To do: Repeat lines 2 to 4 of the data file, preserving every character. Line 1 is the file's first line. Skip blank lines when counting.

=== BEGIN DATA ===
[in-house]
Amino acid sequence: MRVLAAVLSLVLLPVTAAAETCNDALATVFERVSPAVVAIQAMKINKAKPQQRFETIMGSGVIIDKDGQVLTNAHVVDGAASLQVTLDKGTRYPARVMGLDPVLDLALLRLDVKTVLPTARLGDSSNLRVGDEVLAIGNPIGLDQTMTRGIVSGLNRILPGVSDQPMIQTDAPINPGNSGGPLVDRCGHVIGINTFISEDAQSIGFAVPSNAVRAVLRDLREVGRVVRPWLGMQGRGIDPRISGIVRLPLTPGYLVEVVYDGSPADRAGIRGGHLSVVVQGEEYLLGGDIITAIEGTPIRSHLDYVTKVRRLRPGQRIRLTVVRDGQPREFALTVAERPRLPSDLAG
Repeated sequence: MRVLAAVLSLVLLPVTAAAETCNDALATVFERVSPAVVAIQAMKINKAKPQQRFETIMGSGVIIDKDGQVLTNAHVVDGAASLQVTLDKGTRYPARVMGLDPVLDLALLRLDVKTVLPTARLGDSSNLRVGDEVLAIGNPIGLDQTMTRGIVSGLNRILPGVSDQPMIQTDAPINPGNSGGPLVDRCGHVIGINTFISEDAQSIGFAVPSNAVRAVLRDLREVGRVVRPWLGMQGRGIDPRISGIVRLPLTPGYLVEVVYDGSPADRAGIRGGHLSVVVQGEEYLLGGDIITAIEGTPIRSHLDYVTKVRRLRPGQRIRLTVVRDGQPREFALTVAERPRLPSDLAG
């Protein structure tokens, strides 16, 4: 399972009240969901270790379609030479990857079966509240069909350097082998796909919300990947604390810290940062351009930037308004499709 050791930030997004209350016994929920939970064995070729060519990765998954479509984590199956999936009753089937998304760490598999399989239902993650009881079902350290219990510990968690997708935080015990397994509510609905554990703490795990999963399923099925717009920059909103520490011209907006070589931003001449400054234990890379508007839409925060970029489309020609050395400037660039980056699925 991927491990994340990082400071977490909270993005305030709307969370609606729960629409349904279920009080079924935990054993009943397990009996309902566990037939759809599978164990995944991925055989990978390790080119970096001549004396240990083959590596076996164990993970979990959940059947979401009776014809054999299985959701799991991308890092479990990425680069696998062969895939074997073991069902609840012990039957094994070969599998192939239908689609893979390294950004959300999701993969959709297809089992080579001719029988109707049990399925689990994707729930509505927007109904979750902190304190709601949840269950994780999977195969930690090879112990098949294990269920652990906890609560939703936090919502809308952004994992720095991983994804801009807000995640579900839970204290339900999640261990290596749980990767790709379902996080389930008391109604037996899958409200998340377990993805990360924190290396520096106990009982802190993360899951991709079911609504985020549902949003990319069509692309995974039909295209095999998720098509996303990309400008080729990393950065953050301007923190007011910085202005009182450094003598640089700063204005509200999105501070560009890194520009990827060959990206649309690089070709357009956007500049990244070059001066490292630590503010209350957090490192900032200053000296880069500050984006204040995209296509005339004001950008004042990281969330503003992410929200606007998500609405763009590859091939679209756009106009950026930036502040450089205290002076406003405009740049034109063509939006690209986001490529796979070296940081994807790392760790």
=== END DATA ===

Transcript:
Amino acid sequence: MRVLAAVLSLVLLPVTAAAETCNDALATVFERVSPAVVAIQAMKINKAKPQQRFETIMGSGVIIDKDGQVLTNAHVVDGAASLQVTLDKGTRYPARVMGLDPVLDLALLRLDVKTVLPTARLGDSSNLRVGDEVLAIGNPIGLDQTMTRGIVSGLNRILPGVSDQPMIQTDAPINPGNSGGPLVDRCGHVIGINTFISEDAQSIGFAVPSNAVRAVLRDLREVGRVVRPWLGMQGRGIDPRISGIVRLPLTPGYLVEVVYDGSPADRAGIRGGHLSVVVQGEEYLLGGDIITAIEGTPIRSHLDYVTKVRRLRPGQRIRLTVVRDGQPREFALTVAERPRLPSDLAG
Repeated sequence: MRVLAAVLSLVLLPVTAAAETCNDALATVFERVSPAVVAIQAMKINKAKPQQRFETIMGSGVIIDKDGQVLTNAHVVDGAASLQVTLDKGTRYPARVMGLDPVLDLALLRLDVKTVLPTARLGDSSNLRVGDEVLAIGNPIGLDQTMTRGIVSGLNRILPGVSDQPMIQTDAPINPGNSGGPLVDRCGHVIGINTFISEDAQSIGFAVPSNAVRAVLRDLREVGRVVRPWLGMQGRGIDPRISGIVRLPLTPGYLVEVVYDGSPADRAGIRGGHLSVVVQGEEYLLGGDIITAIEGTPIRSHLDYVTKVRRLRPGQRIRLTVVRDGQPREFALTVAERPRLPSDLAG
């Protein structure tokens, strides 16, 4: 399972009240969901270790379609030479990857079966509240069909350097082998796909919300990947604390810290940062351009930037308004499709 050791930030997004209350016994929920939970064995070729060519990765998954479509984590199956999936009753089937998304760490598999399989239902993650009881079902350290219990510990968690997708935080015990397994509510609905554990703490795990999963399923099925717009920059909103520490011209907006070589931003001449400054234990890379508007839409925060970029489309020609050395400037660039980056699925 991927491990994340990082400071977490909270993005305030709307969370609606729960629409349904279920009080079924935990054993009943397990009996309902566990037939759809599978164990995944991925055989990978390790080119970096001549004396240990083959590596076996164990993970979990959940059947979401009776014809054999299985959701799991991308890092479990990425680069696998062969895939074997073991069902609840012990039957094994070969599998192939239908689609893979390294950004959300999701993969959709297809089992080579001719029988109707049990399925689990994707729930509505927007109904979750902190304190709601949840269950994780999977195969930690090879112990098949294990269920652990906890609560939703936090919502809308952004994992720095991983994804801009807000995640579900839970204290339900999640261990290596749980990767790709379902996080389930008391109604037996899958409200998340377990993805990360924190290396520096106990009982802190993360899951991709079911609504985020549902949003990319069509692309995974039909295209095999998720098509996303990309400008080729990393950065953050301007923190007011910085202005009182450094003598640089700063204005509200999105501070560009890194520009990827060959990206649309690089070709357009956007500049990244070059001066490292630590503010209350957090490192900032200053000296880069500050984006204040995209296509005339004001950008004042990281969330503003992410929200606007998500609405763009590859091939679209756009106009950026930036502040450089205290002076406003405009740049034109063509939006690209986001490529796979070296940081994807790392760790």